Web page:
Between 1999 and 2008, there was a rapid growth in public sector employment in the UK. This mirrored a sharp increase in government spending (see: post on spending under labour.)
The justification for the increased public sector employment was to deliver better service in the NHS. However, critics argue that the increase in public sector employment reflected growing bloat in the civil service and management divisions of the NHS.
Since 2009, shortly after the recession began, public sector employment has fallen quite considerably as the government have looked for spending cuts and trimming back previous excesses. Critics of these austerity measures argue that to reduce government employment in the middle of a recession, with falling output and confidence has made the recession worse and prevented unemployment from coming down. However, others point to the (relatively small) growth of private sector employment as a justification for cutting surplus government jobs.
Public sector employment at ONS
The Office for National Statistics said part of the recent fall in public sector employment followed a decision to reclassify 196,000 further education and sixth-form teachers as private sector employees. However, despite this, there is still a significant downward trend, especially in local authorities and the civil service. Government austerity measures are a key factor in reducing the numbers of public sector employees.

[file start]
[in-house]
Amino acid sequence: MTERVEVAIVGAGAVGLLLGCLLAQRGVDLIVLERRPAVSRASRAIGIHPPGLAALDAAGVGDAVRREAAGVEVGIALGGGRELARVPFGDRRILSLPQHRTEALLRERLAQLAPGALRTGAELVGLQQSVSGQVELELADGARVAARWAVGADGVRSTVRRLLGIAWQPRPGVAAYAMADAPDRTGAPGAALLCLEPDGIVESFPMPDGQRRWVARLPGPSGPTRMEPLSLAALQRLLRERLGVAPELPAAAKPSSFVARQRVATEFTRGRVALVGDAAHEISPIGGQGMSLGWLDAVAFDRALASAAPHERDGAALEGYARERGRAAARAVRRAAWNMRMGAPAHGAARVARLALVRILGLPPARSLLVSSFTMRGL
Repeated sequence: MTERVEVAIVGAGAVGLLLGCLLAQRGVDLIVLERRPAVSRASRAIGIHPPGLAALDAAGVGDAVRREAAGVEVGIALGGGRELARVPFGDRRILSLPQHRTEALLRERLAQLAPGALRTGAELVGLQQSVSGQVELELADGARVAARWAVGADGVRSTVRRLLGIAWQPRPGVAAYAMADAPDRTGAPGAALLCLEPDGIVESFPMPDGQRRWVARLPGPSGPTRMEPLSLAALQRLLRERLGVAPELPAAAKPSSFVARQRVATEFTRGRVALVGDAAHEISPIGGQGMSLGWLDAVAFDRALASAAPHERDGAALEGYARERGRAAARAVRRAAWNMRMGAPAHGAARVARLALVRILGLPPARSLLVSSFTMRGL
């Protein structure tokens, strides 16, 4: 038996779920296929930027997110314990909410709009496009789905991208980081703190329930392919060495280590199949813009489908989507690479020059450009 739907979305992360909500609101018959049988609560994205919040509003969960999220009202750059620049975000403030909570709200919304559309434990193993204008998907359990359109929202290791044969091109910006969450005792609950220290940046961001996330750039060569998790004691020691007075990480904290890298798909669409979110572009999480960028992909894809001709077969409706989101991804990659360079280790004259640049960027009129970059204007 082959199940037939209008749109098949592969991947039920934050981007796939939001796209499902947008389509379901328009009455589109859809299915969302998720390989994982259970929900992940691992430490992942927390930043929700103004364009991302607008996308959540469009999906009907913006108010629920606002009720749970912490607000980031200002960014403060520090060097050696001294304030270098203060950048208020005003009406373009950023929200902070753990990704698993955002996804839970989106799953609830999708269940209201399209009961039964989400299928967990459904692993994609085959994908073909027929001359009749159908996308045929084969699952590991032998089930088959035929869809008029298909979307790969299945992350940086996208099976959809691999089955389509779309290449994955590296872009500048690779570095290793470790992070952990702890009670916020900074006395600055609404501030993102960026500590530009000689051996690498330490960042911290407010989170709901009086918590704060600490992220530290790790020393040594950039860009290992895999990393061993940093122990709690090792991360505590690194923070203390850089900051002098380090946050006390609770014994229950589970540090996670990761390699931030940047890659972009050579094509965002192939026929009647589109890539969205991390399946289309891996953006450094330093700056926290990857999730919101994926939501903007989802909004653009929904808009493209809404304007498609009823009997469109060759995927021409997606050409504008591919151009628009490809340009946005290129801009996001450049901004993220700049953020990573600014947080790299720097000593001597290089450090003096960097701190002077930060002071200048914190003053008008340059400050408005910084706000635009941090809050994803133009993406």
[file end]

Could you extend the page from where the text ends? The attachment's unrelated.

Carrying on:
This fall in public sector employment came at a very bad time for the UK.
Unemployment ONS AO2
On the positive side, UK unemployment is lower than we might expect compared to the depth of the recession. In the past ten quarters, private sector employment has increased 275,000 (excluding reclassification of college lecturers) This shows the economy has been able to create new private sector jobs, but it is not enough to reduce the unemployment rate significantly.
However, there is also a growing problem of long-term unemployment, the Institute for Public Policy Research stated that the number of people out of work for more than a year – is up by 22,000 to 904,000 in the latest figures. This represents more than a third of the total number of unemployed people.